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The leading edge of Hurricane Florence has arrived in North Carolina, and live footage coming from a light tower located over 30 miles off the coast is showing just how ferocious the storm is.
CBS News reported Thursday afternoon that Florence was a Category 2 with winds upward of 80 mph.
Forecasts are calling for as much as 40 inches of rain over the next several days to fall in portions of North and South Carolina.
Live footage from the Frying Pan Shoals Light Tower, located 39 miles off the tip of Cape Fear, shows the intensity of the storm.
The eye of Florence is forecast to pass near the tower, which normally operates as a bed and breakfast, The Outer Banks Voice reported.
The video feed showed a torn American flag being battered by high winds.
CNN news editor Kyle Feldscher tweeted, “The people who own the Frying Pan Tower, where that incredible live stream of the flag in the middle of Florence is coming from, are taking hell from people for violating the flag code. Their response? ‘Uh, we evacuated and this is a hurricane, guys.’”
According to the American Legion, the U.S. Code provides, “The flag should not be displayed on days when the weather is inclement, except when an all weather flag is displayed.”
The people who own the Frying Pan Tower, where that incredible live stream of the flag in the middle of Florence is coming from, are taking hell from people for violating the flag code. Their response? "Uh, we evacuated and this is a hurricane, guys." https://t.co/TKdqhBGOuB pic.twitter.com/vKv6v9Wddb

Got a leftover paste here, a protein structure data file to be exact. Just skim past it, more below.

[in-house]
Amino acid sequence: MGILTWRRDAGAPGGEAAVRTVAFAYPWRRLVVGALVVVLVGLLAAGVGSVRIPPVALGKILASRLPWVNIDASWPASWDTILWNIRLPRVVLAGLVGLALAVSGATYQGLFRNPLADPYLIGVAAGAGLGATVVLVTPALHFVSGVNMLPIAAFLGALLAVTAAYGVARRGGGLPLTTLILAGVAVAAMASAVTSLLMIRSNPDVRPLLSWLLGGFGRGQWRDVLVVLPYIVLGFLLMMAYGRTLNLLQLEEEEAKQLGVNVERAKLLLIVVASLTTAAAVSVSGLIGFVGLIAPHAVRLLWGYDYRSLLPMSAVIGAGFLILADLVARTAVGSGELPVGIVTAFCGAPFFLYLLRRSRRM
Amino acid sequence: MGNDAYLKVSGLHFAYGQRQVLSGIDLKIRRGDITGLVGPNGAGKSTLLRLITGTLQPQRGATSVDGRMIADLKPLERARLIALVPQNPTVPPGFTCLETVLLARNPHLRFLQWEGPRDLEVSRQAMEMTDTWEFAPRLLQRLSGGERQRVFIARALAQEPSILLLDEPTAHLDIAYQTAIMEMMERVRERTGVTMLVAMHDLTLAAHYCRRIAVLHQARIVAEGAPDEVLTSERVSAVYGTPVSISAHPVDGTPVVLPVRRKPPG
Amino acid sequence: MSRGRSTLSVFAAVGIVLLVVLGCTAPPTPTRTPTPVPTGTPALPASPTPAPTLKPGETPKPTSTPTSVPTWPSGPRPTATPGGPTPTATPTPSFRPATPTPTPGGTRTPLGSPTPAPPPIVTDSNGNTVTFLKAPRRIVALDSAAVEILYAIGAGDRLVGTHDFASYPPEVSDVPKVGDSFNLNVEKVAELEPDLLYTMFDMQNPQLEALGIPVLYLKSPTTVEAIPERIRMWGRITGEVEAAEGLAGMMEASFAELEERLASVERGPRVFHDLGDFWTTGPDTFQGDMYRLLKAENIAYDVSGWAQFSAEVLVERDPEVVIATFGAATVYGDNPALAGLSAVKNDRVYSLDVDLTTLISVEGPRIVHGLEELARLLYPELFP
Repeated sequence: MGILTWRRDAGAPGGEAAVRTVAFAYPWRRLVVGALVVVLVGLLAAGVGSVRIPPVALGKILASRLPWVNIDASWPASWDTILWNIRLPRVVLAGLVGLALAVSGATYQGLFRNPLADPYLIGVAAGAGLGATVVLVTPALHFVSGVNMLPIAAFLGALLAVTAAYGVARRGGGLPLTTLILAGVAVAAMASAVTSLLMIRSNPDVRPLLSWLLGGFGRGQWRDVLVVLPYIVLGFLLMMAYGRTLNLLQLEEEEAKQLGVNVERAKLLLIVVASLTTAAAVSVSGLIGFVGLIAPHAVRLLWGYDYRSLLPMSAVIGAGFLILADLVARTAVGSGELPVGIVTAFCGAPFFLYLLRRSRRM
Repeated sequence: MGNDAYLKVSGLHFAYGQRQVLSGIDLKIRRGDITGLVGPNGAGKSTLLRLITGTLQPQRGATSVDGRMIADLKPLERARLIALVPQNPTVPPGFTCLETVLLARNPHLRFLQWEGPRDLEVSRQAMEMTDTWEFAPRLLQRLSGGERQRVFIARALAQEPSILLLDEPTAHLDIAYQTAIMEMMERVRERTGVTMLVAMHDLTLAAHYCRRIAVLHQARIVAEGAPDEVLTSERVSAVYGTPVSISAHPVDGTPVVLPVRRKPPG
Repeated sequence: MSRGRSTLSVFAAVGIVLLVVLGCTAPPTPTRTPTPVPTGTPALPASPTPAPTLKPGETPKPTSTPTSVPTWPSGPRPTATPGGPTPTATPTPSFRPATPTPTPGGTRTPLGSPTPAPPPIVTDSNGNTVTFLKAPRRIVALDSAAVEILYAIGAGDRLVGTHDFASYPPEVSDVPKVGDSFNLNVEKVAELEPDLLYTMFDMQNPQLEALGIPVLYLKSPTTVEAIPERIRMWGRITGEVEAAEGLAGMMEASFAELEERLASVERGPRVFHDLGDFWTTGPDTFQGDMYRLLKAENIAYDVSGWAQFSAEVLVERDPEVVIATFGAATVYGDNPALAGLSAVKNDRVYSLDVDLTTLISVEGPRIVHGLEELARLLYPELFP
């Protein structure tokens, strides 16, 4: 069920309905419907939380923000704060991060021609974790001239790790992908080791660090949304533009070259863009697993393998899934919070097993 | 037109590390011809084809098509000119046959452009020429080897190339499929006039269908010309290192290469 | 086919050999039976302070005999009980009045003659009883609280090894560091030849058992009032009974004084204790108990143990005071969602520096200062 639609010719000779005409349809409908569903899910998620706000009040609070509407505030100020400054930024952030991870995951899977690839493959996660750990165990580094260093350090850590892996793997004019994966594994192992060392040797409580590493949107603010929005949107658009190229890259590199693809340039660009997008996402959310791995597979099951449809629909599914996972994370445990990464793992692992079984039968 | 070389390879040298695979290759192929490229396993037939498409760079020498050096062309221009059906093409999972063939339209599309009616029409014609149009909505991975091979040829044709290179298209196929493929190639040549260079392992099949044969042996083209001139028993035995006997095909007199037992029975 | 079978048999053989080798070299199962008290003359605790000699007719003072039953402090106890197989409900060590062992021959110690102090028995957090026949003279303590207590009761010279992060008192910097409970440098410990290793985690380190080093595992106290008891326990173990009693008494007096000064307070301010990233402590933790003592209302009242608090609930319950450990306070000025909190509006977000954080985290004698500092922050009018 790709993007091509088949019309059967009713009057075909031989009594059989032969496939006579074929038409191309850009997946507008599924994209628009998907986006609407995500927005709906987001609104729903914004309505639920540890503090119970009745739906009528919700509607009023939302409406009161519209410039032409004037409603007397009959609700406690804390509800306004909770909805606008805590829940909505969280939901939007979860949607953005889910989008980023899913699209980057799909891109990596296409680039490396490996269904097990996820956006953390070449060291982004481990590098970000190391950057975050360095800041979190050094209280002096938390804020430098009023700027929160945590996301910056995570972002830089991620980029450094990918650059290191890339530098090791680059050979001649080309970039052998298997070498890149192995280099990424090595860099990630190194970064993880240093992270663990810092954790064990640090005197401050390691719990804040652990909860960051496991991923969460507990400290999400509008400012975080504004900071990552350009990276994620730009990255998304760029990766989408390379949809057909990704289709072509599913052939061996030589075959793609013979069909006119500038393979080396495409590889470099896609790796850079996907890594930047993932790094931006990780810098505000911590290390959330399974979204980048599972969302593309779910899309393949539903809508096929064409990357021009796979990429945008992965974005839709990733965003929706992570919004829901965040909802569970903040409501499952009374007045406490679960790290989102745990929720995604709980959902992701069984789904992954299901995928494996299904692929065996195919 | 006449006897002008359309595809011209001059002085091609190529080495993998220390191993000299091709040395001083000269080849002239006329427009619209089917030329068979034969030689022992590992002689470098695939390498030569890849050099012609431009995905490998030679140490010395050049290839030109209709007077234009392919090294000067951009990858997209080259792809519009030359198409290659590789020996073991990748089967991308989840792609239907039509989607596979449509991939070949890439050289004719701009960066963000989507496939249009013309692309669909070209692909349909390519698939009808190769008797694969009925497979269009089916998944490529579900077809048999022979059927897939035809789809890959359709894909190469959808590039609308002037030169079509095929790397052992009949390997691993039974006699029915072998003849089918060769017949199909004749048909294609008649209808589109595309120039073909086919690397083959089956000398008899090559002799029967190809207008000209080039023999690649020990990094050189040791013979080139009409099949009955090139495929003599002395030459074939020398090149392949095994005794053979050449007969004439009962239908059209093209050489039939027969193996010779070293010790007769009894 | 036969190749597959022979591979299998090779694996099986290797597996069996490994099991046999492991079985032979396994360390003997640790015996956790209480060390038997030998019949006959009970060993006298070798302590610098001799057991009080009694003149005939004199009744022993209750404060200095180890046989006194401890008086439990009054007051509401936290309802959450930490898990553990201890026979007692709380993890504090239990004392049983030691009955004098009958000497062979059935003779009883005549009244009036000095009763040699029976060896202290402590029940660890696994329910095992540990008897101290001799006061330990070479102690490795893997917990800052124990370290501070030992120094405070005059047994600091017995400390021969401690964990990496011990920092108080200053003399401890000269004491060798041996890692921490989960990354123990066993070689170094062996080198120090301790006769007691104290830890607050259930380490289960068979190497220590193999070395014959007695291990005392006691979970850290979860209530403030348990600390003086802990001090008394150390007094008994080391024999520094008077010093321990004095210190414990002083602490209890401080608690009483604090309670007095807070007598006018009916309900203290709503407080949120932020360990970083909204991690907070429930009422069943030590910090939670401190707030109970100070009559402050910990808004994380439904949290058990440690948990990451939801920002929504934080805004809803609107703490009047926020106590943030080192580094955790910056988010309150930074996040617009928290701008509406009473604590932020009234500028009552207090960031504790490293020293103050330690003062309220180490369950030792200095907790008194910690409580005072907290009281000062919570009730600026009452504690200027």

— Kyle Feldscher (@Kyle_Feldscher) September 13, 2018
The owners of the tower responded to the criticism tweeting, “Hey folks, the last time we were out, we put up a new flag. With respect, we will retire and replace it next trip.”
“We see the tears and know that good men and women fought for America and are honored to fly old glory!” they added. “Please understand, this is a hurricane. We are not on the tower and can’t go outside and replace it yet.”
Over 5 million people live in areas under hurricane warnings and watches, CBS News reported.
North Carolina Gov. Roy Cooper urged those in his state not to become complacent just because the wind speeds have dropped from their recent highs of 140 mph.
“Please hear my message,” Cooper said. “We cannot underestimate this storm.”
“Don’t relax; don’t get complacent. Stay on guard. This is a powerful storm that can kill,” he said.
Life-threatening, catastrophic flash flooding and prolonged
significant river flooding are likely over portions of the Carolinas
and the southern and central Appalachians through early next week,
as #Florence is expected to slow down as it approaches the coast and
moves inland. pic.twitter.com/07tqIAreuJ
— NWS WPC (@NWSWPC) September 13, 2018
The National Weather Center warned, “Life-threatening, catastrophic flash flooding and prolonged significant river flooding are likely over portions of the Carolinas and the southern and central Appalachians through early next week.”